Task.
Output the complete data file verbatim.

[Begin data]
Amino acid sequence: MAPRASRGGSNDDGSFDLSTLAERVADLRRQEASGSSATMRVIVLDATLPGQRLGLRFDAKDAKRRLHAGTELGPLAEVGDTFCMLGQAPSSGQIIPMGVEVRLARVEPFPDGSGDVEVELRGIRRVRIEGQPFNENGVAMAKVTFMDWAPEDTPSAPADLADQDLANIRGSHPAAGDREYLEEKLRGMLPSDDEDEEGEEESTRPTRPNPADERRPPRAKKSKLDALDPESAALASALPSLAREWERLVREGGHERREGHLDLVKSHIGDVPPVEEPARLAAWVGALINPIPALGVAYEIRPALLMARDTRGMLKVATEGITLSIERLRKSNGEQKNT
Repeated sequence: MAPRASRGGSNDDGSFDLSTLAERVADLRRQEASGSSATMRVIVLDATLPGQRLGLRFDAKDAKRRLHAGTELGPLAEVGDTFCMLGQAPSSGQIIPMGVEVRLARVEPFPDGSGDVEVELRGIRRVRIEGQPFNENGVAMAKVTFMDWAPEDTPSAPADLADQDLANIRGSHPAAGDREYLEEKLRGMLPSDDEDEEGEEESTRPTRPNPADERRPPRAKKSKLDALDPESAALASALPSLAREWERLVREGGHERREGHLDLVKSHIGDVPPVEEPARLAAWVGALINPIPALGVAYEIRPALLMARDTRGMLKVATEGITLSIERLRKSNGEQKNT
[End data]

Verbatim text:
Amino acid sequence: MAPRASRGGSNDDGSFDLSTLAERVADLRRQEASGSSATMRVIVLDATLPGQRLGLRFDAKDAKRRLHAGTELGPLAEVGDTFCMLGQAPSSGQIIPMGVEVRLARVEPFPDGSGDVEVELRGIRRVRIEGQPFNENGVAMAKVTFMDWAPEDTPSAPADLADQDLANIRGSHPAAGDREYLEEKLRGMLPSDDEDEEGEEESTRPTRPNPADERRPPRAKKSKLDALDPESAALASALPSLAREWERLVREGGHERREGHLDLVKSHIGDVPPVEEPARLAAWVGALINPIPALGVAYEIRPALLMARDTRGMLKVATEGITLSIERLRKSNGEQKNT
Repeated sequence: MAPRASRGGSNDDGSFDLSTLAERVADLRRQEASGSSATMRVIVLDATLPGQRLGLRFDAKDAKRRLHAGTELGPLAEVGDTFCMLGQAPSSGQIIPMGVEVRLARVEPFPDGSGDVEVELRGIRRVRIEGQPFNENGVAMAKVTFMDWAPEDTPSAPADLADQDLANIRGSHPAAGDREYLEEKLRGMLPSDDEDEEGEEESTRPTRPNPADERRPPRAKKSKLDALDPESAALASALPSLAREWERLVREGGHERREGHLDLVKSHIGDVPPVEEPARLAAWVGALINPIPALGVAYEIRPALLMARDTRGMLKVATEGITLSIERLRKSNGEQKNT